He has worked as associate director for T. S. Nagabharana's Grahana movie during 1981 He won his second Golden Lotus for Tabarana Kathe in 1987. Considered as one of the best edited films in India, it deals with the futile efforts of a retired government servant to earn his pension. In 1997, he came up with another masterpiece, Thaayi Saheba which won him his third Golden Lotus award. Thaayi Saheba is considered to be the most mature work of the director, dealing with the transition in the Indian society from the pre- to the post-independence periods.
The narrative structure was unique, and it had a powerful way of depicting a social situation. He repeated his success with Dweepa in 2002 starring late actress Soundarya. It won his fourth Golden Lotus award. Dweepa was different from his earlier films: It used music extensively and was visually stunning. Apart from these four films winning Golden Lotus awards, Kasaravalli directed Akramana in 1979, Mooru darigalu in 1981, Bannada Vesha in 1988, Mane in 1990, Kraurya in 1996, Hasina in 2004 and Naayi Neralu in 2006.
Naayi Neralu dealt with a very intense and bizarre concept of reincarnation, based on the novel with the same name by S.L. Bhyrappa. Kasaravalli has given a different interpretation of the subject. It won the Best Film award at KARA film festival, Karachi thus making it the first ever Kannada film to win the top honour in any international festival.
In 2008 he directed Gulabi Talkies based on a short story of the same name by Vaidehi. It was shown in many international film festivals, winning awards and accolades. In 2010, he made Kanasemba Kudureyaneri (Riding the Stallion of Dreams) which, too, won him many international awards. He has finished his Koormavatara (The Tortoise, an Incarnation) which won the National film award for the best Kannada film of 2011. In 2015 he made a documentary film on Adoor Gopalakrishnan named Images/Reflections .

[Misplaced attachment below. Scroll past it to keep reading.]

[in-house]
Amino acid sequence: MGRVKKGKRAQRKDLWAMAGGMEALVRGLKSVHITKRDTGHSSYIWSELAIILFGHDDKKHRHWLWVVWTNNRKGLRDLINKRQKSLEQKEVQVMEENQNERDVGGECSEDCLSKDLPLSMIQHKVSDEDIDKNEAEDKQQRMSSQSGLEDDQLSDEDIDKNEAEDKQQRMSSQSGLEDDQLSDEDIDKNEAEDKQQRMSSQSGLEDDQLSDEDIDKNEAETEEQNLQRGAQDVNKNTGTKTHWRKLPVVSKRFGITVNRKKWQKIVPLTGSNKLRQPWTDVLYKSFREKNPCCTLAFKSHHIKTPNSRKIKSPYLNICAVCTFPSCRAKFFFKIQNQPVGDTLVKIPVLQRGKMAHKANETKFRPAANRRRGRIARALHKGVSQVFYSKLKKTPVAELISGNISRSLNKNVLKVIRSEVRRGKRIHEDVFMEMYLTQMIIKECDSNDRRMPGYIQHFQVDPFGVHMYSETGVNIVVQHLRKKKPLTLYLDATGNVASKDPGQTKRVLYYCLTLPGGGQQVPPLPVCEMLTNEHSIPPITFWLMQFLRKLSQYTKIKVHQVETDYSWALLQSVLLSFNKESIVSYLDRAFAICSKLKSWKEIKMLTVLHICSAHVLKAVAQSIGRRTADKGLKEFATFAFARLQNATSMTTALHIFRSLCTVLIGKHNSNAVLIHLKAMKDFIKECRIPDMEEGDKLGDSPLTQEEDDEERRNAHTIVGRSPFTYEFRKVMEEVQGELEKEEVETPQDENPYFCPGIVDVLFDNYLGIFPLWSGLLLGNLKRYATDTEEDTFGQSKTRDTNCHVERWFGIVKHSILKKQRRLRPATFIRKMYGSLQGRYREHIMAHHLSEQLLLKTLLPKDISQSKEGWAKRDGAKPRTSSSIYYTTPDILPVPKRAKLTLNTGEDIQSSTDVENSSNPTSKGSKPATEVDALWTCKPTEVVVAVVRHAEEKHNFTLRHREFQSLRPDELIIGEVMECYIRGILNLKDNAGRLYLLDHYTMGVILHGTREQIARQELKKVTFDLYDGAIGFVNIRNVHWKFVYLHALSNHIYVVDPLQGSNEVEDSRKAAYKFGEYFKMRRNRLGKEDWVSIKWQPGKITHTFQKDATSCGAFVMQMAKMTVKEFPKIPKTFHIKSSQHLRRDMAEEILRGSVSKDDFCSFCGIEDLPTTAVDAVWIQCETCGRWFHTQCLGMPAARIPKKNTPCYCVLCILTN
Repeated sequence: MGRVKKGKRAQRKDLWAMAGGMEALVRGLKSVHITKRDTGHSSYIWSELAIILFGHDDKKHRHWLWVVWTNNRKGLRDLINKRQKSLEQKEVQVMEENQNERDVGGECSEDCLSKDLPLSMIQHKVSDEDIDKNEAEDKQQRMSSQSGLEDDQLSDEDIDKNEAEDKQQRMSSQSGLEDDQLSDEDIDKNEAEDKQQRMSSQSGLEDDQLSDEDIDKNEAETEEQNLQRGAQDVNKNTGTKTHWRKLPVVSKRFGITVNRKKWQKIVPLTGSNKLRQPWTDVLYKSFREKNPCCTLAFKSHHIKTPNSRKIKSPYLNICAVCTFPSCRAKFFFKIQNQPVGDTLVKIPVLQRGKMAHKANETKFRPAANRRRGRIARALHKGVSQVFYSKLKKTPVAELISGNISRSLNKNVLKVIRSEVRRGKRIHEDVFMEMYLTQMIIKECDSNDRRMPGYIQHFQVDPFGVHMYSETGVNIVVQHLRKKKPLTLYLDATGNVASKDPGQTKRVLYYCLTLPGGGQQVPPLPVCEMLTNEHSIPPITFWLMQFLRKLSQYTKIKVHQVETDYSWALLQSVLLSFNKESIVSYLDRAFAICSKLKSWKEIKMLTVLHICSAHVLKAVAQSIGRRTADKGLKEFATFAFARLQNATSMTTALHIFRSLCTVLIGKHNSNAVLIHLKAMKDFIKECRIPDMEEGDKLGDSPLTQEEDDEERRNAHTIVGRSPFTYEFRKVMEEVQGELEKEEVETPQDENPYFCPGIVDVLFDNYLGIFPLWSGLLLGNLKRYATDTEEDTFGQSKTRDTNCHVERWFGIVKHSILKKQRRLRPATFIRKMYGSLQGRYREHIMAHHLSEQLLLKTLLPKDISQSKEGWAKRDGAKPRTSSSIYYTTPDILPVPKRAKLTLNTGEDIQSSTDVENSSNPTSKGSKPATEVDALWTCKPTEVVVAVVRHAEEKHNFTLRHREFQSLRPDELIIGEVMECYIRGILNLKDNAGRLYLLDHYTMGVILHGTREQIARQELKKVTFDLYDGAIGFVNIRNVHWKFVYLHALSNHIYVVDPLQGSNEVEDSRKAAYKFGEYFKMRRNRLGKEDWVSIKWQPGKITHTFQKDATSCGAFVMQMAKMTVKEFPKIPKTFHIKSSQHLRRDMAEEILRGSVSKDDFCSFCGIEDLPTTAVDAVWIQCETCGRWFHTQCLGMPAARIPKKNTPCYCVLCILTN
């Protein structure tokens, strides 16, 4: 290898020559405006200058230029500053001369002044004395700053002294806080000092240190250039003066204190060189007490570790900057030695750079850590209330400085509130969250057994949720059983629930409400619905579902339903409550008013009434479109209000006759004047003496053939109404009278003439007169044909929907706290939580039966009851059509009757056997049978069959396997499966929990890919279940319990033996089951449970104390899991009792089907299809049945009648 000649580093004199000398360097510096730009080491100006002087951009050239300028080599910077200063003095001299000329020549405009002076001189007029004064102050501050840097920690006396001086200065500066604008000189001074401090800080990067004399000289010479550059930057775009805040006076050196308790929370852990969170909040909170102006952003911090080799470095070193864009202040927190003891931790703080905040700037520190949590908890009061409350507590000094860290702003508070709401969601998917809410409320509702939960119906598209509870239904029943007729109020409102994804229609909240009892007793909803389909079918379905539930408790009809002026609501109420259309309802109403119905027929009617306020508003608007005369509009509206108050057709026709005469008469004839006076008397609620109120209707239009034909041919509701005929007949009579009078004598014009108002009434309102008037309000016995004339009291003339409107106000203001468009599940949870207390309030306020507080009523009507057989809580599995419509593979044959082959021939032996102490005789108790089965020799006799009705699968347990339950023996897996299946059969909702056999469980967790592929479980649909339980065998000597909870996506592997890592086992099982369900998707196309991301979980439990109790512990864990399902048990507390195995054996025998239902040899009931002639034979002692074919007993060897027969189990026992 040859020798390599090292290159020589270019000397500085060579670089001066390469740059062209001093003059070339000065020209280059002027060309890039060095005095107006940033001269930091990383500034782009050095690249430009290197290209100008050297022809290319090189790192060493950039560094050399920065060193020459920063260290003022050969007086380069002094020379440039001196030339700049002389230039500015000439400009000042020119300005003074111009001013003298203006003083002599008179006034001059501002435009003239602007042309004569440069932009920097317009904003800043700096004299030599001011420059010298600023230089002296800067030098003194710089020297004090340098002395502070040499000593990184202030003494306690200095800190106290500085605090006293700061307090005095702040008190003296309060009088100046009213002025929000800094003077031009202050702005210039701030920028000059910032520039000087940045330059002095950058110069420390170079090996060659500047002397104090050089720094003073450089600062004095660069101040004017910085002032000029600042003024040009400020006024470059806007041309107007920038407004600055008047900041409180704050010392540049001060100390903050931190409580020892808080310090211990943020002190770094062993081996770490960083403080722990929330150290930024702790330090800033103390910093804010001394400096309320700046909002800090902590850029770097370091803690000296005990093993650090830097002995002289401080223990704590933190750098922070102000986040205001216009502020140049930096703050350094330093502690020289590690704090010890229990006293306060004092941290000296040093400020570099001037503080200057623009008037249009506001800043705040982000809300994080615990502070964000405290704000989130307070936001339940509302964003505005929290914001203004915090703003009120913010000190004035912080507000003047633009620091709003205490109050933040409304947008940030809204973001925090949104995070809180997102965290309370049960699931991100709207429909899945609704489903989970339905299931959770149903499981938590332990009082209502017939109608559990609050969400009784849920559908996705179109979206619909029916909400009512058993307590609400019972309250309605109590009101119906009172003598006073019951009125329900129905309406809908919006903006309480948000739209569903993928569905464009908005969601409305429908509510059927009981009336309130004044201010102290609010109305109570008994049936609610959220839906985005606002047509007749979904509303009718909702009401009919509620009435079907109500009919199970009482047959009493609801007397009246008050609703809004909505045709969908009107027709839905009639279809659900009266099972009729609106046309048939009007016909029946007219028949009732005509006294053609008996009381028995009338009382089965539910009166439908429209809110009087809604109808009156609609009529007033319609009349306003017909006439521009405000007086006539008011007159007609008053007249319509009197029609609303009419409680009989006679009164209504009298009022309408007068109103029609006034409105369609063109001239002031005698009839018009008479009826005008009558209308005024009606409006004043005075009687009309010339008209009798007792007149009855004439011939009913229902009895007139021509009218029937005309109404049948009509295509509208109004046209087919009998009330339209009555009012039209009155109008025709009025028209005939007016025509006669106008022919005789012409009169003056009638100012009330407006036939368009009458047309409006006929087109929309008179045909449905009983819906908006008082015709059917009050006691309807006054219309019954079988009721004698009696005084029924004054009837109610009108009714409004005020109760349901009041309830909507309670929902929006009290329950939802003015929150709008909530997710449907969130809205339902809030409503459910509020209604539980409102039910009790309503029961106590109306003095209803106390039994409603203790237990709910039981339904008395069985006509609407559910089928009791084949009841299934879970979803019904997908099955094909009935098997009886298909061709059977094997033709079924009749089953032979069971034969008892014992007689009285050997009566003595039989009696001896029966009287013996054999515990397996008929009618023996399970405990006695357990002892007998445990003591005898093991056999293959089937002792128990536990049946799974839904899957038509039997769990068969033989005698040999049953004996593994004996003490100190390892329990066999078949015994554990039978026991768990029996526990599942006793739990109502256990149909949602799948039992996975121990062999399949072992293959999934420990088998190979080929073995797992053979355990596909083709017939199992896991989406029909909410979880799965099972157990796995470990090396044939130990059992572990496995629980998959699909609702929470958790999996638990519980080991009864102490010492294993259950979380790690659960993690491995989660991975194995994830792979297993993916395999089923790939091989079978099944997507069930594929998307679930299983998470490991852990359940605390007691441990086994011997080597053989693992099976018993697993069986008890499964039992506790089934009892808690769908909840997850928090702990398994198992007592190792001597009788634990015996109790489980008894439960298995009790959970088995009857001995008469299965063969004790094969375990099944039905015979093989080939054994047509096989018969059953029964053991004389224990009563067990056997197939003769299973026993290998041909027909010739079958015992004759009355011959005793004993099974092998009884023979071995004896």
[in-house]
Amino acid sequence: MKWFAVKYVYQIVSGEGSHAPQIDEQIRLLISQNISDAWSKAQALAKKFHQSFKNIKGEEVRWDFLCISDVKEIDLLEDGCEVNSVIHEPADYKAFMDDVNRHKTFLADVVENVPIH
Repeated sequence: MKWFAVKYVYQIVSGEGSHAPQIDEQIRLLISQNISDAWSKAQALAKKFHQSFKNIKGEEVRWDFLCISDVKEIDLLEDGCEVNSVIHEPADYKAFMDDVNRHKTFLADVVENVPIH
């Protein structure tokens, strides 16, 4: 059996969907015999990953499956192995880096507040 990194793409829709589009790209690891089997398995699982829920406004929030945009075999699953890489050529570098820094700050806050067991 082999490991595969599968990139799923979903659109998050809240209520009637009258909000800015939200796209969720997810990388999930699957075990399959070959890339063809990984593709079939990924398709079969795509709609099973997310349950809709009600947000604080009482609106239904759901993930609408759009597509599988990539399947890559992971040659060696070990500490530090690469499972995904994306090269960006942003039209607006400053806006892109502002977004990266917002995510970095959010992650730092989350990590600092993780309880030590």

The International Film Festival of Rotterdam held a retrospective of Kasaravalli's films in 2003. In August 2017, the Entertainment Society of Goa organized a film festival in Goa in his honour.
Kasaravalli married actress Vaishali on 21 April 1978.They have two children: son Apoorva and daughter Ananya. Vaishali died of illness in 2010, aged 59.
Kasaravalli is a voracious reader and counts the works of K. Shivaram Karanth, Kuvempu and U. R. Ananthamurthy among his influences.
|1977||Ghatashraddha||National Film Award for Best Feature Film|
|1987||Tabarana Kathe||National Film Award for Best Feature Film|
|1988||Bannada Vesha||National Film Award for Best Feature Film in Kannada|
|1990||Mane||National Film Award for Best Feature Film in Kannada|
|1991||Ek Ghar||Hindi film|
|1992||Kubi Matthu Iyala||Screenplay and Dialogues only|
|1996||Kraurya||National Film Award for Best Feature Film in Kannada|
|1997||Thaayi Saheba||National Film Award for Best Feature Film|
|2002||Dweepa||National Film Award for Best Feature Film|
|2004||Hasina||National Film Award for Best Costumes, National Film Award for Best Film on Social Issues, Karnataka State Award for Best Film on Social Issues|